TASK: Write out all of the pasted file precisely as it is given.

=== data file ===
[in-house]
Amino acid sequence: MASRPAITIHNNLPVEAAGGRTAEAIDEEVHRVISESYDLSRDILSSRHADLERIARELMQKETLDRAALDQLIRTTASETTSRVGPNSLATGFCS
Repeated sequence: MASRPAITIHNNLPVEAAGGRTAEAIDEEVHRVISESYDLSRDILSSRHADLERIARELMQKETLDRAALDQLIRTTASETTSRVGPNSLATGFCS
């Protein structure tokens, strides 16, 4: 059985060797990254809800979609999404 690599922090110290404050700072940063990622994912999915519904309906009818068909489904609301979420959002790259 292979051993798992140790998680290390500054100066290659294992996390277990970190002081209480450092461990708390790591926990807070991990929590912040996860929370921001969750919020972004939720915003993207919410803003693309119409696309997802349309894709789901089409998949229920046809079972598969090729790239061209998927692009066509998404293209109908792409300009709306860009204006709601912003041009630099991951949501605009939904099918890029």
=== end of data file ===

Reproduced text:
[in-house]
Amino acid sequence: MASRPAITIHNNLPVEAAGGRTAEAIDEEVHRVISESYDLSRDILSSRHADLERIARELMQKETLDRAALDQLIRTTASETTSRVGPNSLATGFCS
Repeated sequence: MASRPAITIHNNLPVEAAGGRTAEAIDEEVHRVISESYDLSRDILSSRHADLERIARELMQKETLDRAALDQLIRTTASETTSRVGPNSLATGFCS
């Protein structure tokens, strides 16, 4: 059985060797990254809800979609999404 690599922090110290404050700072940063990622994912999915519904309906009818068909489904609301979420959002790259 292979051993798992140790998680290390500054100066290659294992996390277990970190002081209480450092461990708390790591926990807070991990929590912040996860929370921001969750919020972004939720915003993207919410803003693309119409696309997802349309894709789901089409998949229920046809079972598969090729790239061209998927692009066509998404293209109908792409300009709306860009204006709601912003041009630099991951949501605009939904099918890029």